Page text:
How do you tell the story of our whole school, of the love and the mischief and the lessons and the heartbreak, in one page? How can you capture the hope that our school provided and the despair that its closure caused? This is a story worth reading.
For our story told via news articles, see “Archives”.
For our YouTube videos, visit Walt Palmer’s page.
For the story of the foundation prior to 2000, visit “Timeline”.
For our story told by Walt Palmer, read on.
Click to jump to our story, from beginning to end.
Walt Palmer’s life has been focused on education and learning about it. Read about his philosophy.
The story of the Walter D. Palmer Leadership Learning Partners Charter School did not start in 2000.
It started in 1955, with the creation of Black People’s University Freedom School. The philosophy of teaching Black children their history, giving context to their lives and the current social issues that exist was the soul of the Black People’s University, and became the soul of our Charter school.
Walt Palmer has been an advocate for education reform for his whole life, from his organizing of the 1967 school strike in Philadelphia to his advocacy for school vouchers and charter schools in the 90’s. While vouchers did not pass, the charter schools did, and Palmer was encouraged to apply to create his own charter school, using this curriculum he’d been working on for his whole life.
“When we applied for our charter, the school didn’t act on our application for over 90 days, and we appealed it to the state and won. Then the city appealed to the Pennsylvania Commonwealth court and we won.”
“We opened our school with 350 K-4 students and quickly outgrew the space, and in spite of the size we forged forward with our unique leadership, self-development, and social justice curriculum owned by the Palmer Foundation.”
“It was the one place, that school, where they were affirmed for having discussed their life experiences. I mean, they just loved it when they were allowed to talk about drugs they saw in the neighborhood, or guns that they saw in the neighborhood, or crime that they saw in the neighborhood.
Most schools shut that down, most teachers shut that down, #1 because they don’t understand, they haven’t had that experience. These children are so advanced because they have to have this experience, they have to survive all this stuff.”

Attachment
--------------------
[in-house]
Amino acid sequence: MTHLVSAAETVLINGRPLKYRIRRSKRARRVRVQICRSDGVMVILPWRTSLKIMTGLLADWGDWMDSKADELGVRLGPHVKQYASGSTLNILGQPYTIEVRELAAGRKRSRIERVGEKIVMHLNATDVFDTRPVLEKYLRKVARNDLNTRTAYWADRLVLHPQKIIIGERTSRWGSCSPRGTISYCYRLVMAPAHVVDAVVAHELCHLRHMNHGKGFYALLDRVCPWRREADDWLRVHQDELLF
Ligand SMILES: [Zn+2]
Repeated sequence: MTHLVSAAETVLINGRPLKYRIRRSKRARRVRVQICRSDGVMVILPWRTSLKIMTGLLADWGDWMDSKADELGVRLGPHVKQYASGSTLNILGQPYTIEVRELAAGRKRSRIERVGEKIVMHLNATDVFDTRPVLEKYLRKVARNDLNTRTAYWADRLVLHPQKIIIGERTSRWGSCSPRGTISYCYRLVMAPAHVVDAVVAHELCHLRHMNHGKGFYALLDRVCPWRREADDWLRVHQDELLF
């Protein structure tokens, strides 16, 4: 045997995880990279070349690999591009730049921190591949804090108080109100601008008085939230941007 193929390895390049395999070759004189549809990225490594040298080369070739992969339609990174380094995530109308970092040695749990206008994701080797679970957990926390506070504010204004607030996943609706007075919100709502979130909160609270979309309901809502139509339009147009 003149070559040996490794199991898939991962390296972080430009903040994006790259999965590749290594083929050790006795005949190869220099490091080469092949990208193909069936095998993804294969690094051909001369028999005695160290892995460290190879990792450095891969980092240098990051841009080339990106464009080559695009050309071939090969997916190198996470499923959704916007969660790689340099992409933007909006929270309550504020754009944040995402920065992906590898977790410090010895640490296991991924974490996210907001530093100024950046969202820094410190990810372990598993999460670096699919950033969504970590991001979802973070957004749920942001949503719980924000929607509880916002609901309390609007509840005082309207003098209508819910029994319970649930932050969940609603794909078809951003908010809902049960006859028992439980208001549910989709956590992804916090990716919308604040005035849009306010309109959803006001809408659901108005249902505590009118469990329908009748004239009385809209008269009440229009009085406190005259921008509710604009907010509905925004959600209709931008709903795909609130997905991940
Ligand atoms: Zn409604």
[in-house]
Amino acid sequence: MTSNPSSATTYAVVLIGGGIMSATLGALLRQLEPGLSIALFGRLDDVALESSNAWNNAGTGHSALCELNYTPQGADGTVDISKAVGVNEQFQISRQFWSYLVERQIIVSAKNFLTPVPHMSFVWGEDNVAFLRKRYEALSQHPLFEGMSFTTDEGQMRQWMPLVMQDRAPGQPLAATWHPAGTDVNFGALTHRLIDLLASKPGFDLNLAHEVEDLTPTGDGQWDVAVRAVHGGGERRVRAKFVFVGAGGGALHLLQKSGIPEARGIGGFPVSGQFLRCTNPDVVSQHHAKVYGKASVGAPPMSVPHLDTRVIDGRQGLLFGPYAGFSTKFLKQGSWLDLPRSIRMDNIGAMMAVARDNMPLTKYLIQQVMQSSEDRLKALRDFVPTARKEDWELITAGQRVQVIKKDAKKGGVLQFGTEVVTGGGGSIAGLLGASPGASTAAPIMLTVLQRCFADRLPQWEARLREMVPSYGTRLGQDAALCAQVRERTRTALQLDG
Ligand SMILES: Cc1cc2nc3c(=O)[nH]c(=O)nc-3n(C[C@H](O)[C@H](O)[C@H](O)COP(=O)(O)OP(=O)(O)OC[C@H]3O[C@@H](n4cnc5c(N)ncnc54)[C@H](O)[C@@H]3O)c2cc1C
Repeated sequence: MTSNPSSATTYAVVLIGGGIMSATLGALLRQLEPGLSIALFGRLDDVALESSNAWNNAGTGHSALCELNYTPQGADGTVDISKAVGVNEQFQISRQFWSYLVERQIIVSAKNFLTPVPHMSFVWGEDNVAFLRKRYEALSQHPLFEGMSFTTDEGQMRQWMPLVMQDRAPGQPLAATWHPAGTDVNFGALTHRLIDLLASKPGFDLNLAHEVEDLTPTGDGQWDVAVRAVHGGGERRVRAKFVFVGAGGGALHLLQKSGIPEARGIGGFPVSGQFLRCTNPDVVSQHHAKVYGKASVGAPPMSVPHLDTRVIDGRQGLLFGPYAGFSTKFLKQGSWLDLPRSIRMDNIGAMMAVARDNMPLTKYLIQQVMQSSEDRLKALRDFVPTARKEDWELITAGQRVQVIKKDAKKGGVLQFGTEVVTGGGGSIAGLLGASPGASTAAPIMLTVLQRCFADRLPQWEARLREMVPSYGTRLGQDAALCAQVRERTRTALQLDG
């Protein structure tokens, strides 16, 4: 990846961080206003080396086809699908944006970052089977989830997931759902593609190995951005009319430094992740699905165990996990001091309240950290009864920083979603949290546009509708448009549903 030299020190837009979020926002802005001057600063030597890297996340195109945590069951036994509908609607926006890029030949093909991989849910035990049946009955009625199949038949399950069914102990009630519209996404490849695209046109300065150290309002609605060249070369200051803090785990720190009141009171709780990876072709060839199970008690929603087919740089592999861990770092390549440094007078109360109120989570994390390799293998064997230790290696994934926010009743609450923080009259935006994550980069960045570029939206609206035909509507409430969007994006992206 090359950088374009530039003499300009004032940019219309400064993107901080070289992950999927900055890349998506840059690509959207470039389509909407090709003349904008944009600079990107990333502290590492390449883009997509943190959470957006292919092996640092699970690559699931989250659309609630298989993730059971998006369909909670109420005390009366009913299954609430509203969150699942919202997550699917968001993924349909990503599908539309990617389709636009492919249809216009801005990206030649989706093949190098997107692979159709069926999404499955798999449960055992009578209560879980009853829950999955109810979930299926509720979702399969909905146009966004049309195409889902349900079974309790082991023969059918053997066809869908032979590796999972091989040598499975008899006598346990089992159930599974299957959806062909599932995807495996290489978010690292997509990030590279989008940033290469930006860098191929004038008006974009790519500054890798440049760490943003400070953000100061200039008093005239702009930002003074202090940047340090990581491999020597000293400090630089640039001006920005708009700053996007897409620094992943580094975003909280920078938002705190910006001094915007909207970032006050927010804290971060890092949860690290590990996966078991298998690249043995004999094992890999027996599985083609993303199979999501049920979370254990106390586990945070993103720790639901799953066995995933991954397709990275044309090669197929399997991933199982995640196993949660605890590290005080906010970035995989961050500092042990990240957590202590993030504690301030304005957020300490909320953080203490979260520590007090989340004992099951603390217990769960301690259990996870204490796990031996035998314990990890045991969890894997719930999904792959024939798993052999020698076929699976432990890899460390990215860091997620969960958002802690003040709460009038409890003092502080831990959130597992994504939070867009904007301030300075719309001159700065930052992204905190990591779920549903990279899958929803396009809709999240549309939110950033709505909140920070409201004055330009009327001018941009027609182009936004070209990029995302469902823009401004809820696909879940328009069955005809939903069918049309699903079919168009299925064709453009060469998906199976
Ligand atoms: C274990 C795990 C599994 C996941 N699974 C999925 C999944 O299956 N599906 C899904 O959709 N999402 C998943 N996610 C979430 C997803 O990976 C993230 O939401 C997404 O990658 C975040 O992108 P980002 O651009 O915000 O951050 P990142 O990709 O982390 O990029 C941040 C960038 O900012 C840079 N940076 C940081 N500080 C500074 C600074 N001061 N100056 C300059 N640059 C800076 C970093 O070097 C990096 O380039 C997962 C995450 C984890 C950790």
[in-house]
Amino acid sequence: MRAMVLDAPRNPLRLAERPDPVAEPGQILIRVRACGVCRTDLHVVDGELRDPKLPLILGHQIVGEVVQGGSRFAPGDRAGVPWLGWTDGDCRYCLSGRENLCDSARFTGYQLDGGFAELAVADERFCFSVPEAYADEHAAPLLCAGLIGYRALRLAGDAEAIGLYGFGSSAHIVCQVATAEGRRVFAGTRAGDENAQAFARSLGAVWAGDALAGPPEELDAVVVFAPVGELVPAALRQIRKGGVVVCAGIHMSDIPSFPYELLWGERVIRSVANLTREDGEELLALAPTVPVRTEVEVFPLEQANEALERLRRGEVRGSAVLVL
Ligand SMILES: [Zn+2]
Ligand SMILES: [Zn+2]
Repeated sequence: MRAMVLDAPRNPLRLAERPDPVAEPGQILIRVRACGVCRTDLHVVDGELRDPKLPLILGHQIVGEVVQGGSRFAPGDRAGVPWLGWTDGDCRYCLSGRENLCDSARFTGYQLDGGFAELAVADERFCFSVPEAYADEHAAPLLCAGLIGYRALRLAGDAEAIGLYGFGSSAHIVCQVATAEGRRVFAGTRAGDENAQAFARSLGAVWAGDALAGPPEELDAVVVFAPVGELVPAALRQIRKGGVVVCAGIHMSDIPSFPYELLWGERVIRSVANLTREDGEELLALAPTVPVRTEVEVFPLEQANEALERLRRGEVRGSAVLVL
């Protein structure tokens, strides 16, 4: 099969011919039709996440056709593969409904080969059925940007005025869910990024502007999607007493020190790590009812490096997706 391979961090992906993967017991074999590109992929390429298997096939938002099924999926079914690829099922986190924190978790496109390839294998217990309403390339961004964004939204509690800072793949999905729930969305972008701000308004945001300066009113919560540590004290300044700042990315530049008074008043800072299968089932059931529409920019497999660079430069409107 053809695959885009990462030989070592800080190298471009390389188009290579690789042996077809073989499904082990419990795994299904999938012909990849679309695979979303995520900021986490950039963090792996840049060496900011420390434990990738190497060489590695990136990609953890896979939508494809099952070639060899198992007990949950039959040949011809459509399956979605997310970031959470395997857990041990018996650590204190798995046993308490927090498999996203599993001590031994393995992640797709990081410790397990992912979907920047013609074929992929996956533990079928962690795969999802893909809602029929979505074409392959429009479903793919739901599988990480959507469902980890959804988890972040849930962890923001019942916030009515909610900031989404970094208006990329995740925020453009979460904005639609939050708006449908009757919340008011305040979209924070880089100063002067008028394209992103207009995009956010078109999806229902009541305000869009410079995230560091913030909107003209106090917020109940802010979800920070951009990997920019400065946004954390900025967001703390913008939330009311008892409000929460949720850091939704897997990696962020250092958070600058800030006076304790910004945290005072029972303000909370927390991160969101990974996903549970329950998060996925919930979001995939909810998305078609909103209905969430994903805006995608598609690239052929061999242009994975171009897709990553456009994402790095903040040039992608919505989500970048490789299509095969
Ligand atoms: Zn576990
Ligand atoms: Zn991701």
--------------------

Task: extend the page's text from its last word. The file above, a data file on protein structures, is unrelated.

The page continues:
“Within three years we had to build a permanent 10,000 square foot modular for our 5th and 6th grades, and by 2015 we were able to borrow 11 million dollars to build a 55,000 square foot two-story school on 1.5 acres of land donated by the City to accommodate 750 K-8 students.”
“In 2005, the school was named after me and a library was named in my honor and warehoused 1000 personal book collections, 1000 medals and trophies, 100 awards, plaques and certificates, and was fully furnished. This is also where we created and stored our 100 volumes of leadership curriculum for at-risk children.”
“In 2010, we created a high school and a Blue Ribbon pre-school and took over the old Saint Bartholomew Catholic School for our high school, which would go on to have four years straight for 100% graduation.”
“Aside from our unique curriculum, I commissioned Cavin Jones, a Philadelphia muralist, to paint 500 portraits of inspirational figures in Philadelphia history and world history.”
“By 2012, we had become the largest: 200 pre-schoolers, and 1,100 K-12 charter students in Philadelphia.”
“We created Imagination Station, LLPCS Carnivals, Leadership Nights, Walter D. Palmer Winter Basketball Classic, Chess Champs, Track, Drum Corps, Cheer Teams, and Drill Teams.”
“In 2005, the SRC capped all charter school growth and we were capped at 650, and by 2007/08 we had grown to 800 students, K-12.
In 2010, we sued to get 1.7 million dollars that the district did not pay us, and won 1.3 million which they appealed to the Common Pleas court and we won.